2005 Saab 9-3 Aero Test Drive

This five-star Swede offers comfort, convenience, and a bit of non-conformity

The current model Saab 9-3 was introduced in 2003 and remains substantially unchanged for 2005. One of those rare automobiles that are simply gorgeous from every angle, it's also a terrific drive. In Europe, it won this year's prestigious Top Gear Magazine "Small Executive Sedan of the Year" award against competitors like the BMW 3-series and the Audi A4. While build quality is excellent, Saabs are burdened with low residual values. Base price: $26,850; Warranty 3yrs/36,000 miles.

First Glance

There were places in time when a Saab was the car to drive - Vermont in the late '60s, Colorado in the early '70s come to mind. But these days, Saabs seem to pass right under the radar of the North American car buying public. Which is a real pity because they're terrific cars, even though they're not German. And there's the rub. Not being German, the 9-3 doesn't have the kind of cachet needed to make it a must-have to style leaders in this part of the world. In the two or so years it has been on sale here it has not succeeded in attracting large numbers of 30-something buyers. I think it's more a question of the marketing dollars (or dearth thereof) parent company GM chooses to allocate to Saab USA. The Saab 9-3 comes in three trim levels: Linear, Arc, and Aero. The Saab 9-3 Aero bases at $32,850 and comes with a smooth-spinning 2.0L turbocharged engine producing 210hp and 221 lb-ft of torque. The Aero package also includes a lowered suspension (10mm), an aggressive aerodynamic body kit as well as 17-inch 5-spoke alloy wheels and 245/45R 17 Pirelli P-zero tires.

The entry-level Linear comes with a less powerful (but still turbocharged) version of the same engine, which produces 175hp and 195 lb-ft of torque.

In the Driver's Seat

Saabs have always been known for their immense interior volume. Alas, this 9-3 is not as big as Saabs of yore because the traditional hatchback feature has been inexplicably omitted. Nonetheless, the roomy interior of the 9-3 features tons of elbow room. The standard metal-finish trim adds a welcome high-tech aura to the very spare, almost Teutonic interior treatment. One of the strongest points in any Swedish automobile has always been the seating. You'll find this Saab's seats very much on the firm side - almost orthopedic - but still exceptionally comfortable, especially on long hauls. You're able to set them up exactly as you wish. Both the driver and front passenger seats come with power multi-adjustable controls and the steering wheel has a telescopic adjustment. Besides the truly wonderful seats, there are any number of other features which make the interior of the Saab 9-3 an ideal place to wile away the hours including a superb (optional) 300-watt sound system and a brilliantly designed, yet restrained and supremely functional information system and controls.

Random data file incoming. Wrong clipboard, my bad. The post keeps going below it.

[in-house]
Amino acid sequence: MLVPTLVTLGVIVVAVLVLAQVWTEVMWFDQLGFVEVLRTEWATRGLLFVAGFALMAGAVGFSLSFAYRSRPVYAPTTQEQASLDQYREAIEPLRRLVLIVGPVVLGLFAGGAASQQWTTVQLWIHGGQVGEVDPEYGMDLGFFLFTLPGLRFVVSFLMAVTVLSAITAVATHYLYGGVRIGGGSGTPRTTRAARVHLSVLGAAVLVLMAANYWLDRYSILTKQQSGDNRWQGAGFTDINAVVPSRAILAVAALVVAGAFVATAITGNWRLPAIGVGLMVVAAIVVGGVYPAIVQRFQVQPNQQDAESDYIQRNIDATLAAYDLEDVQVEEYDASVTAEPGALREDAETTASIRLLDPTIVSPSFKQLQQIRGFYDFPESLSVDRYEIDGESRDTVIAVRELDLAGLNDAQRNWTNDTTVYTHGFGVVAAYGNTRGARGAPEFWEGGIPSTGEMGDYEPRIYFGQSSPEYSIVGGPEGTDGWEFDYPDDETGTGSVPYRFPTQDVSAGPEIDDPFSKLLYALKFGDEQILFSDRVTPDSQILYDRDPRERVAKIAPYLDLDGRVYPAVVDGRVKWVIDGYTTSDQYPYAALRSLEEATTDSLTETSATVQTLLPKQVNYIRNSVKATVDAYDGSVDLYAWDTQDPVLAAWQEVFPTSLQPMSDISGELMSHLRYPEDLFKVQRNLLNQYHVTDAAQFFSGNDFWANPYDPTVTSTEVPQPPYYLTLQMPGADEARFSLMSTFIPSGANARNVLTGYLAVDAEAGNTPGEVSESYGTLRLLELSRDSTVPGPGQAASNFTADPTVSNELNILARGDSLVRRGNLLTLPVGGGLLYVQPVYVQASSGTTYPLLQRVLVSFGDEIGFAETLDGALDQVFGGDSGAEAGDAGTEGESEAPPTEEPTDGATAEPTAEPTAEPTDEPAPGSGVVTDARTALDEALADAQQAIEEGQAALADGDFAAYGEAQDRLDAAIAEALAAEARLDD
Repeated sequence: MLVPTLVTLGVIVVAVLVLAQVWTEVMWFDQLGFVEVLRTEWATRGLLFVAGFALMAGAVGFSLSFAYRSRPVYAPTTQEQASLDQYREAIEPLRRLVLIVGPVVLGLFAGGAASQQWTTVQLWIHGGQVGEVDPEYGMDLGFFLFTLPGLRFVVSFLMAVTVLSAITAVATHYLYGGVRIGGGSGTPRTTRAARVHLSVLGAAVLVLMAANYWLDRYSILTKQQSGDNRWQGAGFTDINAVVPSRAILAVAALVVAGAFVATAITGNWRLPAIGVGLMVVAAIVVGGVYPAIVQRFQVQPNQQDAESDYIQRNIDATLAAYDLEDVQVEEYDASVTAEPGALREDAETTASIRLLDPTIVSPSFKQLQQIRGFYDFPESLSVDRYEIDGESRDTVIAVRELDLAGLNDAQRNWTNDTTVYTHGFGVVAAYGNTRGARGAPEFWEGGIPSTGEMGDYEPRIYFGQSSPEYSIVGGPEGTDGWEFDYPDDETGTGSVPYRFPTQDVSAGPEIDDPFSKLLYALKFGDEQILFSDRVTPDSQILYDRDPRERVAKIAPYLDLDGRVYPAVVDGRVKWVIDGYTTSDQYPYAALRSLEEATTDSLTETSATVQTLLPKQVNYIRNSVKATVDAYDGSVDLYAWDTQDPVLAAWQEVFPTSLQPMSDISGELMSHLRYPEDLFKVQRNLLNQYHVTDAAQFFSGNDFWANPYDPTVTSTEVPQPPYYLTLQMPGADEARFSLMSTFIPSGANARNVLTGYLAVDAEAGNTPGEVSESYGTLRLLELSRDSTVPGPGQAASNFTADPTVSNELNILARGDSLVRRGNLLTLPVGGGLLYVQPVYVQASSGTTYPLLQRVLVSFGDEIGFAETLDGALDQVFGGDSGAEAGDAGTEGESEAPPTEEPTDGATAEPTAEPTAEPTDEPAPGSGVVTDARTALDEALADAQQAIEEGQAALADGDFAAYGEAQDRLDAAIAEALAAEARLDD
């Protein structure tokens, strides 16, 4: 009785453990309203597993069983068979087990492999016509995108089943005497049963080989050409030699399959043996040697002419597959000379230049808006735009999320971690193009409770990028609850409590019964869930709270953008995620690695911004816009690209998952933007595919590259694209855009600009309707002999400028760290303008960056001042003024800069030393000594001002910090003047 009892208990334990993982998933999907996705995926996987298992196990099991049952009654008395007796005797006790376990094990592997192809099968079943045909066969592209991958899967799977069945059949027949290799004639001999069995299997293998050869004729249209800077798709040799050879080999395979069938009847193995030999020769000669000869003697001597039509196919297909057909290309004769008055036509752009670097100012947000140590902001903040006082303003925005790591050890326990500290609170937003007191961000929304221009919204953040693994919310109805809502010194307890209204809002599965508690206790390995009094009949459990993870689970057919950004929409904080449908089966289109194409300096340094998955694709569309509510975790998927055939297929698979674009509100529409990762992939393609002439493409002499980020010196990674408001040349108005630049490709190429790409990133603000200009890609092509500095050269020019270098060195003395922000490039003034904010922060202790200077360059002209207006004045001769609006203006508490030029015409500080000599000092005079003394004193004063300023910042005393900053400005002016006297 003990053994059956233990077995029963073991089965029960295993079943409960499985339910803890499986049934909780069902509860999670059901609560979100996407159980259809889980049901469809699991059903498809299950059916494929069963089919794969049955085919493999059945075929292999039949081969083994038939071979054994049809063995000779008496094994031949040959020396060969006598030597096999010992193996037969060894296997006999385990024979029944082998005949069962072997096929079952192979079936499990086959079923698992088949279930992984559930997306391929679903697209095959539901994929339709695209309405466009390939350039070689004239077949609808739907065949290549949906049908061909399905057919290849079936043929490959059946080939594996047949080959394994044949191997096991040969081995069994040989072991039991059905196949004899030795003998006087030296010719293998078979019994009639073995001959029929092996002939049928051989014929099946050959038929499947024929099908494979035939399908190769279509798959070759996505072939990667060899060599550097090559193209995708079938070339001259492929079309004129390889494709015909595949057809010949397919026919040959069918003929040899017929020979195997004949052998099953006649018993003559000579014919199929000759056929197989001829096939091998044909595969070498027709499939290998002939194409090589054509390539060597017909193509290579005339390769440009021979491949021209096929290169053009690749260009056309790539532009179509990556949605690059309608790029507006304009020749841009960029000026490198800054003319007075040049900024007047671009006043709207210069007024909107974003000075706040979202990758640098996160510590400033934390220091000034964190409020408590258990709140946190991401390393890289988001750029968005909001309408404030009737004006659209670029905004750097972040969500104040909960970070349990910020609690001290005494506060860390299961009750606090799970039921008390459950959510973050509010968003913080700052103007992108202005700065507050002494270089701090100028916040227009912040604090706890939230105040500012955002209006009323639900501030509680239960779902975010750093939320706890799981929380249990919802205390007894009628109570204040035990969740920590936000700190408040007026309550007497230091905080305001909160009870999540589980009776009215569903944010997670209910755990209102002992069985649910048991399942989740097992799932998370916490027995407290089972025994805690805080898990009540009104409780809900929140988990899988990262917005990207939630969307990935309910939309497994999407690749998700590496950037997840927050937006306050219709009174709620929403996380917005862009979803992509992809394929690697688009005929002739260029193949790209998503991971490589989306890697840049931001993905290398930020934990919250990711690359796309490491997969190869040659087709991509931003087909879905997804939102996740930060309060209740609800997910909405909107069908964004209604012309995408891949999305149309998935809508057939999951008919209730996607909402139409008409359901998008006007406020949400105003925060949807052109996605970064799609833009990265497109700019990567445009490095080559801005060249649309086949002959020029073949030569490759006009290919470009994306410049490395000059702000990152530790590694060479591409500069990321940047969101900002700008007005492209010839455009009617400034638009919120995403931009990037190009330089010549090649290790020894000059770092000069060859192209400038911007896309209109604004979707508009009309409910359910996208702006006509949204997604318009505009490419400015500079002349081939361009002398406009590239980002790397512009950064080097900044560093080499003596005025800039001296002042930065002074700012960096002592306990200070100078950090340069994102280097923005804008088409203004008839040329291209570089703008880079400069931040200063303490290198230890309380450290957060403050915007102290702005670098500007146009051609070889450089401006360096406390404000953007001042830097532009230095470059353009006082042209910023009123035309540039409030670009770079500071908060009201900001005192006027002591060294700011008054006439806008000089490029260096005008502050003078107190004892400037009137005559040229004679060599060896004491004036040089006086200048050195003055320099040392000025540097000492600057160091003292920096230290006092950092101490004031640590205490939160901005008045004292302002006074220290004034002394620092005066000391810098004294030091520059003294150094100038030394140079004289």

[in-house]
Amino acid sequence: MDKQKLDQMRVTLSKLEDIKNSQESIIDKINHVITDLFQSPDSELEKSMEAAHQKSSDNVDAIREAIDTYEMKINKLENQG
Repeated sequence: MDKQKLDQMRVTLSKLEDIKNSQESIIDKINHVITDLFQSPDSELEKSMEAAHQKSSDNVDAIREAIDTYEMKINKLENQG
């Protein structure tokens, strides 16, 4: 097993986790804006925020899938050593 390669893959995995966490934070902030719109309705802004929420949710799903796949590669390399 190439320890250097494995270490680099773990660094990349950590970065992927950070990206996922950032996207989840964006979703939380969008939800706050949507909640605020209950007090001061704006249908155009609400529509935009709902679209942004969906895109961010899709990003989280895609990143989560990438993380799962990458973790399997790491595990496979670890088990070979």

Seat belt pre-tensioners, six airbags and the patented Saab Active Head Restraint System (SAHRS) are there to ensure you are well protected in an accident.

On the Road

The 9-3 Aero and 9-3 Arc both come standard with the gutsy 210hp turbocharged engine, which provides both sparkling acceleration (0-60 mph in 7.3 seconds) and exceptional mid-range response, with barely detectable turbo lag. For those of you who feel that only cubic inches can produce the right reaction when you press on the accelerator, I invite you to drive either of these 9-3s. Power gets to the front wheels of the 9-3 via either a 6-speed manual or a 5-speed automatic. The 9-3 Linear features a 175hp version of the 2.0L turbo. It too is plenty quick with 0-60 times in the mid-eight-second range. The 9-3 uses GM's superb German-developed Epsilon chassis, which willingly supports the kind of aggressive driving style this compact beauty encourages. Electronic stability control (ESP), traction control (TCS) and ABS with electronic braking distribution (EBD) are among the high-tech safety and performance features that come standard on the high-end Aero. ESP is optional on the Linear and Arc.

The Aero also features Saab's unique "ReAxs" system which allows the rear wheels to steer slightly as the car turns. This trick does wonder for steering response and feel.‚Äč

Journey's End

The 9-3 is perhaps the most enjoyable four-door I've driven this year. It's quick and maneuverable with seats that are both exceptionally comfortable and very supportive. You can spend a whole lot of time in any of these seats without stiffening up. The 9-3 is not inexpensive, but for your money, you get a car whose unique appearance sets it apart from not only the BMW 3-Series itself but also from BMW wannabes. In addition, you're getting a vehicle that's extraordinarily well equipped with safety features, including headlight washers and General Motors' OnStar system. The styling of this latest 9-3 is evolutionary rather than a complete break with the Saab's storied past. Although you'll know it's a Saab as soon as you see it, compared to the styling of earlier Saabs it has managed to avoid looking, well...weird. Summing up: the 9-3 is a reasonably priced, exceptionally comfortable Euro-style sports sedan for youngish premium car buyers who love to drive but who emphatically do not want to see mirror-images of themselves at every stoplight.